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Explained: After stellar market debut, here’s how IRCTC will use the money from sale of its shares

IRCTC IPO: This is part of the government's efforts to meet its disinvestment targets. The money from the sale of the IRCTC's shares will go to the government, and not the company.

Written by Avishek G Dastidar , Edited by Explained Desk | New Delhi | Updated: October 16, 2019 11:57:51 am
Explained: After stellar market debut, here's how IRCTC will use the money from sale of its shares IRCTC IPO: The press release also says that the implementation of the project is already underway and that the Railways has so far earned INR 800 crores in annual savings after 342 trains were fitted with the new technology.

The Indian Railway Catering and Tourism Corporation (IRCTC), best known for selling train tickets and serving food on trains, marked a stellar debut in the stock markets this week.

Through selling its shares, the government offloaded 12.6% stake — over 2 crore shares — in the company in a price band of Rs 315-320 per share. IRCTC has always been a wholly-owned subsidiary of the Indian Railways.

As per the listed value of the shares, the sell-off was expected to garner around Rs 645 crore when it opened on September 30. But by the end of the offer period up to October 3, the issue was oversubscribed 111.85 times, making it the most subscribed among Public Sector Undertakings hitting the share markets ever.

Its share prices skyrocketed by over 100% at both the BSE and NSE, signifying the great market value of the company, which otherwise gets flak and praise in equal measure, depending on the individual user experience on its website while booking tickets, and the quality of food in trains.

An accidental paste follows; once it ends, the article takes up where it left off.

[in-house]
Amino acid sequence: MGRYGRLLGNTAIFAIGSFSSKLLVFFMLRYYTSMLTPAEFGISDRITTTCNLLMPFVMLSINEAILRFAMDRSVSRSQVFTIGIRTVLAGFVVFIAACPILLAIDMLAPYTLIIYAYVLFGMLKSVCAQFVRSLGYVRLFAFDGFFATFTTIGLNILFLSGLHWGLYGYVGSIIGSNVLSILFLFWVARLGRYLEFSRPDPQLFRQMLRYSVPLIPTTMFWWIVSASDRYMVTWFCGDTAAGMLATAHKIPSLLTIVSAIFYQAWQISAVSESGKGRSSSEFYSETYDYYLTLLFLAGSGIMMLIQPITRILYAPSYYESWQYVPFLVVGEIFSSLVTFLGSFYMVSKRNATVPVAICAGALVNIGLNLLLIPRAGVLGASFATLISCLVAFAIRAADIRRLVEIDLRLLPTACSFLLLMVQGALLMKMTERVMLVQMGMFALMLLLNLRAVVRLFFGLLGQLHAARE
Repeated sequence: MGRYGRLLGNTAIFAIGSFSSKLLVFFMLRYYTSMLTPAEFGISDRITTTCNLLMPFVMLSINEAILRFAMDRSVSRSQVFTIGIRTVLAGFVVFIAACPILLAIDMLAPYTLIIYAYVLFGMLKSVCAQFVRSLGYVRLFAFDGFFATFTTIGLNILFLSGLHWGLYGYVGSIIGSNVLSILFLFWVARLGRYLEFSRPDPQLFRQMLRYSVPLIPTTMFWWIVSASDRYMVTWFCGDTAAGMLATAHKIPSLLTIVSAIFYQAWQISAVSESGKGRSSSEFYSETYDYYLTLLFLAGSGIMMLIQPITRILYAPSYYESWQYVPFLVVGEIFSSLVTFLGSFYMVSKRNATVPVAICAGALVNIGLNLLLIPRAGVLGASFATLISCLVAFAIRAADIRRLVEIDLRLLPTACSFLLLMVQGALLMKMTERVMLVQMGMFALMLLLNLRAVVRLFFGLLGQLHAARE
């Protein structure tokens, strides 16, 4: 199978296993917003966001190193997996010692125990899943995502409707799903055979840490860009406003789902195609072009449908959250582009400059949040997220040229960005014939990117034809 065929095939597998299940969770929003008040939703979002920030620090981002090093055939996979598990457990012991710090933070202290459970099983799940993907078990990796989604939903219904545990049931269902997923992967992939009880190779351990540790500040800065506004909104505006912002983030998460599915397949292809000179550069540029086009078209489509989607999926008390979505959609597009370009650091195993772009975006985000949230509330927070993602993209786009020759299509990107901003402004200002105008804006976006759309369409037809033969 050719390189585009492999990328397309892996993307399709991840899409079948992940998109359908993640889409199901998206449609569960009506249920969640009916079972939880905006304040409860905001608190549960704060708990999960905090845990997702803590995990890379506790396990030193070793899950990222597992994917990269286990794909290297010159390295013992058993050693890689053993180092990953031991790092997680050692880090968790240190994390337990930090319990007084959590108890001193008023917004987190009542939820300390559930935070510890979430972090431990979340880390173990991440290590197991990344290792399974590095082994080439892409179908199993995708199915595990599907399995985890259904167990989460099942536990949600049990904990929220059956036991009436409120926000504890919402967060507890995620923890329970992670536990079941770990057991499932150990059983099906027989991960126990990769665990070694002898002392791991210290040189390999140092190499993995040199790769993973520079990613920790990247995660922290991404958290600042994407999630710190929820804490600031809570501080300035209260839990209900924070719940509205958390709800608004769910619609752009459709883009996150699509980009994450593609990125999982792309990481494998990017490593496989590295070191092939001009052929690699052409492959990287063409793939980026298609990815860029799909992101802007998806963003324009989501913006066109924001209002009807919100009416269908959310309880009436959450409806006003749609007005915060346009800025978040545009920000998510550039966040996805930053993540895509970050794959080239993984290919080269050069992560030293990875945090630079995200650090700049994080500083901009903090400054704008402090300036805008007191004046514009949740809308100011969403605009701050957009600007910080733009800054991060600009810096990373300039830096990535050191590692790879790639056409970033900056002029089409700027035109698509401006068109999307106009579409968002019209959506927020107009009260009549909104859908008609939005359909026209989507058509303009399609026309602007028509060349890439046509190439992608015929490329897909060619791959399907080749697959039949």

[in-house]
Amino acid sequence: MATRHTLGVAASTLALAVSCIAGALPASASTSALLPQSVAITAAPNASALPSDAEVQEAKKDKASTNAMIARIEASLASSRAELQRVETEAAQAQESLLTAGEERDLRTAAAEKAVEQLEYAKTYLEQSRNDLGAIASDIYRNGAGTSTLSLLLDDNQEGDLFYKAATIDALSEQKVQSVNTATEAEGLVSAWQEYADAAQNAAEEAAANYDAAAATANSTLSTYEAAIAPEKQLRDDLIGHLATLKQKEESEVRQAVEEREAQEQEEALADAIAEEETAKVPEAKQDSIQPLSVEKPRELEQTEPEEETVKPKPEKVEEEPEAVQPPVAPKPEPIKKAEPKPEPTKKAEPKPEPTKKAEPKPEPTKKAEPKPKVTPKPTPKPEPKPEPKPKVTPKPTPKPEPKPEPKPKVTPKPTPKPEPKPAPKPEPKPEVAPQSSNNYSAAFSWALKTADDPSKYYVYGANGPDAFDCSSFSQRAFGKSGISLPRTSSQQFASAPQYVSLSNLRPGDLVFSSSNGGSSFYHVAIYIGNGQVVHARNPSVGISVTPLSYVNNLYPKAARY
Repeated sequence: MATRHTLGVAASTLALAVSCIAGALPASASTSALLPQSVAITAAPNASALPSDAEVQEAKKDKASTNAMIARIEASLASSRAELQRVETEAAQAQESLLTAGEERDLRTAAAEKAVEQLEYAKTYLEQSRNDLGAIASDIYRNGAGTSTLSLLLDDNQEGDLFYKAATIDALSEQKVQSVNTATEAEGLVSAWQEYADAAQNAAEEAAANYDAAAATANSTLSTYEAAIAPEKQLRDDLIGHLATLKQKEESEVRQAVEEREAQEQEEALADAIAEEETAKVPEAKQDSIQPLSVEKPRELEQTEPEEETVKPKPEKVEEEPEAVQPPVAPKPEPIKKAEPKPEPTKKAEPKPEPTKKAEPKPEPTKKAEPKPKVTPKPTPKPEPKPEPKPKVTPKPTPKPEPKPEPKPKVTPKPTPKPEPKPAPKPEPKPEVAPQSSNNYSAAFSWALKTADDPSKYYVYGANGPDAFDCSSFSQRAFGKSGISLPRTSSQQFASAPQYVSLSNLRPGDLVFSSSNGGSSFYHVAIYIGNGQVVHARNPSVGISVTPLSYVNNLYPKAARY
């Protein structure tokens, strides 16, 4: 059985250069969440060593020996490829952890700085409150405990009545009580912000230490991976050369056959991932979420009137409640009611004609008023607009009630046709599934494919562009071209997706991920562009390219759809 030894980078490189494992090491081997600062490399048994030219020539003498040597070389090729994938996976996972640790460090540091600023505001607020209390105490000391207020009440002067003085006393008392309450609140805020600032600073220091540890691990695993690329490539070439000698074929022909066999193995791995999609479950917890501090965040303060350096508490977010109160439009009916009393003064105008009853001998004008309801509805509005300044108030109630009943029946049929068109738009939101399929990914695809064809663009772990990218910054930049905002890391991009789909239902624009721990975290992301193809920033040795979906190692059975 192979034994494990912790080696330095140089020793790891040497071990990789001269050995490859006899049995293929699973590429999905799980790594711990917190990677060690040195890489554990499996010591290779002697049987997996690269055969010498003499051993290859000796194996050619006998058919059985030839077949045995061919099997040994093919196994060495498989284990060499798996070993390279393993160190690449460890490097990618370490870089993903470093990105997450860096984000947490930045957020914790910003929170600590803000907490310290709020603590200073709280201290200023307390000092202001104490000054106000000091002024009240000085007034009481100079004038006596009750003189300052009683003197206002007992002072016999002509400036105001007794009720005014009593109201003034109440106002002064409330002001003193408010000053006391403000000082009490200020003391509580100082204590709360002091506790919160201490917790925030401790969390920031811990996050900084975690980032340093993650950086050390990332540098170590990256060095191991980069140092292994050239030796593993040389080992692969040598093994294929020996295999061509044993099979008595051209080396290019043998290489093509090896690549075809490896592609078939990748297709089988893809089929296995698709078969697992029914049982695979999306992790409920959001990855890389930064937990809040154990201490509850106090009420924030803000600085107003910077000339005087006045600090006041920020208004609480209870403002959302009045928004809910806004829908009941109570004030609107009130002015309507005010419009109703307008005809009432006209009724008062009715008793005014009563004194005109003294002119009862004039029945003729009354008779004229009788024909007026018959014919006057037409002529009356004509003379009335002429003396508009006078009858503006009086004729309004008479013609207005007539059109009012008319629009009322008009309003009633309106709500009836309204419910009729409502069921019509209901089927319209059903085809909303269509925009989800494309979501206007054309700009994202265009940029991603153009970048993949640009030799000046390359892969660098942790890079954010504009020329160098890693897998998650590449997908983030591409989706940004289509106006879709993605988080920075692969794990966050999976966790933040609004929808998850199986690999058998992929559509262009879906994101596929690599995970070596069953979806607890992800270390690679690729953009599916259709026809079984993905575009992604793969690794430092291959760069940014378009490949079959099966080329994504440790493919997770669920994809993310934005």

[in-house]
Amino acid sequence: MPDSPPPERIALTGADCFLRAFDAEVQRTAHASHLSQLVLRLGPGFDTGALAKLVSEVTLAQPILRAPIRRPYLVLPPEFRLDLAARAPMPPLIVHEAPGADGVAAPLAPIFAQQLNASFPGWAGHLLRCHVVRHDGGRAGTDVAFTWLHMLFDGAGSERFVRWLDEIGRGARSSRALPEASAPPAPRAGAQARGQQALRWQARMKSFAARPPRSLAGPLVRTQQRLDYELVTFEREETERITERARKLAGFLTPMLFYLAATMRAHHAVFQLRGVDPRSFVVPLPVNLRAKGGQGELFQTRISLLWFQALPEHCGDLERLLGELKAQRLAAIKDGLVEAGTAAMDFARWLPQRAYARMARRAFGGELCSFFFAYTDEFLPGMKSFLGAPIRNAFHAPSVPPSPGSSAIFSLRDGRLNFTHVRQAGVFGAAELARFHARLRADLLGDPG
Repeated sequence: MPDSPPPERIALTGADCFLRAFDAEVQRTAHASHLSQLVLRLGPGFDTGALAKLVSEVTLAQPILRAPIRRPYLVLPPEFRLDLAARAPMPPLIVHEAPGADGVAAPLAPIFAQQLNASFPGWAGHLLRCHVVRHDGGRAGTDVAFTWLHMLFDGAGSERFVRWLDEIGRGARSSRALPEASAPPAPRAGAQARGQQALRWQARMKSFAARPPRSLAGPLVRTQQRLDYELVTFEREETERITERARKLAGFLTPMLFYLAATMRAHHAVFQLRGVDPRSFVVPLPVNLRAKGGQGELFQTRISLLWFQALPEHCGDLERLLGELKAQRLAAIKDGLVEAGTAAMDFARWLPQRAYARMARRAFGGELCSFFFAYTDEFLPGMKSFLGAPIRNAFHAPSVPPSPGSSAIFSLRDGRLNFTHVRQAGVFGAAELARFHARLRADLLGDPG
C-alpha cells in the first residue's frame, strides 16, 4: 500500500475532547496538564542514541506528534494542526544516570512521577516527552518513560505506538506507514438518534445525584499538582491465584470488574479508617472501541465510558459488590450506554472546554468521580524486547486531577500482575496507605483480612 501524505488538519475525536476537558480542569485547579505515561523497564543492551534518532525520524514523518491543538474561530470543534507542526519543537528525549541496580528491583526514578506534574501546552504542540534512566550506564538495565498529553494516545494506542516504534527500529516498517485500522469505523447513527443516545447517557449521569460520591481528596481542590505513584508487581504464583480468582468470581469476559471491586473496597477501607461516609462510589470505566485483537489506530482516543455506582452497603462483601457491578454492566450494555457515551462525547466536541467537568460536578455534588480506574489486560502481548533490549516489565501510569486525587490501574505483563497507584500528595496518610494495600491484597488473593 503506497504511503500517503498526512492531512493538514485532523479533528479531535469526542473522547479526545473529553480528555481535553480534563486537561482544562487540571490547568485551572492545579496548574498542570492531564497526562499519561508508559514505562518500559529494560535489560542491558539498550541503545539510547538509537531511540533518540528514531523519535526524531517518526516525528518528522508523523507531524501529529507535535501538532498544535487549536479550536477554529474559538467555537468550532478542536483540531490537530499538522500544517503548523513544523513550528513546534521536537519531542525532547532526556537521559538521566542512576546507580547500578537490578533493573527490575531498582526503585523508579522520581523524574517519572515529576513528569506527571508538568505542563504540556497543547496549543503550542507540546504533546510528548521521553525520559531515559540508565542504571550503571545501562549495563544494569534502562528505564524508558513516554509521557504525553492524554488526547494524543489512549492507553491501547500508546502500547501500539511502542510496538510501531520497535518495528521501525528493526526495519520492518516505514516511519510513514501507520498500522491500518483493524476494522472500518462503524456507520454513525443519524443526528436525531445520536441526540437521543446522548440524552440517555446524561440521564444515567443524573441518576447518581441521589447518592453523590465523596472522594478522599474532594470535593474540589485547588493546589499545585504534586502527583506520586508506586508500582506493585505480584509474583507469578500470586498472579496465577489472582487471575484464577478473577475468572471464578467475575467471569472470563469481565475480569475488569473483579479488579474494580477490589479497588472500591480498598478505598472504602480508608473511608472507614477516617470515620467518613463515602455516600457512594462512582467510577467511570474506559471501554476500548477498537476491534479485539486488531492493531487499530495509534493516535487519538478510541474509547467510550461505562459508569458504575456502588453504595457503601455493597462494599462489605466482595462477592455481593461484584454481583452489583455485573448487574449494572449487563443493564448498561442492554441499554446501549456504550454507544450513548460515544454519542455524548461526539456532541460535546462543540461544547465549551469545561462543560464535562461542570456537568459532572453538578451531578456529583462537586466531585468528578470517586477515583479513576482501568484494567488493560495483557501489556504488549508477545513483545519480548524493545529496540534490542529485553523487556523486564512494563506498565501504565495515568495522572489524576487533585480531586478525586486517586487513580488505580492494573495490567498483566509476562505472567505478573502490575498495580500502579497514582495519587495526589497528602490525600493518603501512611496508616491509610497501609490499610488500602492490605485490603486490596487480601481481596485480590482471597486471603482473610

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Why did the sell-off of shares happen?

This was part of the government’s disinvestment strategy for many of its PSUs. As far as IRCTC is concerned, the decision to offload part of the government equity in Railway PSUs was taken in 2017. Other Railway PSUs are Rail Vikas Nigam Limited, IRCON (formerly Indian Railway Construction Company Ltd), the Indian Railway Finance Corporation, and the engineering services company RITES.

The finance company’s IPO is not out yet, but the other three have hit the market over the past one year.
As per the Budget presented by then Finance Minister Arun Jaitley in 2017, the idea was to offload 25% stake in rail PSUs, including IRCTC.

How will the money raised be utilised?

This is part of the government’s efforts to meet its disinvestment targets. The money from the sale of the IRCTC’s shares will go to the government, and not the company.

The government needs money for a variety of reasons, including funding infrastructure in the country. Disinvestment is one of the many ways in which the government meets that target. The disinvestment target for In 2019-20 is Rs 1.05 lakh crore.

Finance Minister Nirmala Sitharaman in her Budget speech envisaged a capital spend of Rs 100 lakh crore for building infrastructure over the next five years. For the rail sector, the vision is to spend Rs 50 lakh crore over the next decade, and up to 2030 on projects.

Does this mean the Railways are being privatised?

No, it does not. The Government of India, through the Indian Railways, continues to be the largest and majority shareholder in these PSUs after the sale of shares in the markets.

“There is no question of privatisation of the Railways. The Railways cannot be privatized,” Railway Minister Piyush Goyal told Lok Sabha earlier this year. “However if we have to increase the facilities in Railways, we obviously need investments for it. We have taken a decision to encourage public private partnerships and we will also corporatise some units,” he said.

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